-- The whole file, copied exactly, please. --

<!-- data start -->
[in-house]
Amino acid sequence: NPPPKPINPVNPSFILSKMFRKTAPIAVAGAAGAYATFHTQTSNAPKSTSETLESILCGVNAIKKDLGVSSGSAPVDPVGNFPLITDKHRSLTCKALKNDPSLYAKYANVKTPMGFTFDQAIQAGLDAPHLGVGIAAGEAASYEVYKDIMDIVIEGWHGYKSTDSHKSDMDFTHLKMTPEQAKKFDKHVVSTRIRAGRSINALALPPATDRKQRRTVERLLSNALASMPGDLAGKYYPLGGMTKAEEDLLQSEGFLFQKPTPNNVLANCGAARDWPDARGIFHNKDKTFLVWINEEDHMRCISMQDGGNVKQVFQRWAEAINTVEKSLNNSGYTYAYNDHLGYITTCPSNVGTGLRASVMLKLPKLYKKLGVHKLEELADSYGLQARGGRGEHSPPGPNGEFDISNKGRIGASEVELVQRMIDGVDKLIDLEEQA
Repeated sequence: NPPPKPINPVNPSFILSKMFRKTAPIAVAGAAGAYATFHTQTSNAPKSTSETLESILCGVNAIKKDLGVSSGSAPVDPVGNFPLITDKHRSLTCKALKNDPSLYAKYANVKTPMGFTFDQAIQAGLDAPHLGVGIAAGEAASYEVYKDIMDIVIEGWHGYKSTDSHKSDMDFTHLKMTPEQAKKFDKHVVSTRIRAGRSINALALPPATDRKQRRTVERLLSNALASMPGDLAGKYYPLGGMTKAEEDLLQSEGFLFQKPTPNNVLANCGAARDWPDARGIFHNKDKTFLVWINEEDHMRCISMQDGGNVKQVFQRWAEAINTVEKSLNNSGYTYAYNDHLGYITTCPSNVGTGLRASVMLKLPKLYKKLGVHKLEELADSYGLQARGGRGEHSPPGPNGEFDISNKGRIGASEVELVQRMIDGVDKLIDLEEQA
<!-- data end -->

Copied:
[in-house]
Amino acid sequence: NPPPKPINPVNPSFILSKMFRKTAPIAVAGAAGAYATFHTQTSNAPKSTSETLESILCGVNAIKKDLGVSSGSAPVDPVGNFPLITDKHRSLTCKALKNDPSLYAKYANVKTPMGFTFDQAIQAGLDAPHLGVGIAAGEAASYEVYKDIMDIVIEGWHGYKSTDSHKSDMDFTHLKMTPEQAKKFDKHVVSTRIRAGRSINALALPPATDRKQRRTVERLLSNALASMPGDLAGKYYPLGGMTKAEEDLLQSEGFLFQKPTPNNVLANCGAARDWPDARGIFHNKDKTFLVWINEEDHMRCISMQDGGNVKQVFQRWAEAINTVEKSLNNSGYTYAYNDHLGYITTCPSNVGTGLRASVMLKLPKLYKKLGVHKLEELADSYGLQARGGRGEHSPPGPNGEFDISNKGRIGASEVELVQRMIDGVDKLIDLEEQA
Repeated sequence: NPPPKPINPVNPSFILSKMFRKTAPIAVAGAAGAYATFHTQTSNAPKSTSETLESILCGVNAIKKDLGVSSGSAPVDPVGNFPLITDKHRSLTCKALKNDPSLYAKYANVKTPMGFTFDQAIQAGLDAPHLGVGIAAGEAASYEVYKDIMDIVIEGWHGYKSTDSHKSDMDFTHLKMTPEQAKKFDKHVVSTRIRAGRSINALALPPATDRKQRRTVERLLSNALASMPGDLAGKYYPLGGMTKAEEDLLQSEGFLFQKPTPNNVLANCGAARDWPDARGIFHNKDKTFLVWINEEDHMRCISMQDGGNVKQVFQRWAEAINTVEKSLNNSGYTYAYNDHLGYITTCPSNVGTGLRASVMLKLPKLYKKLGVHKLEELADSYGLQARGGRGEHSPPGPNGEFDISNKGRIGASEVELVQRMIDGVDKLIDLEEQA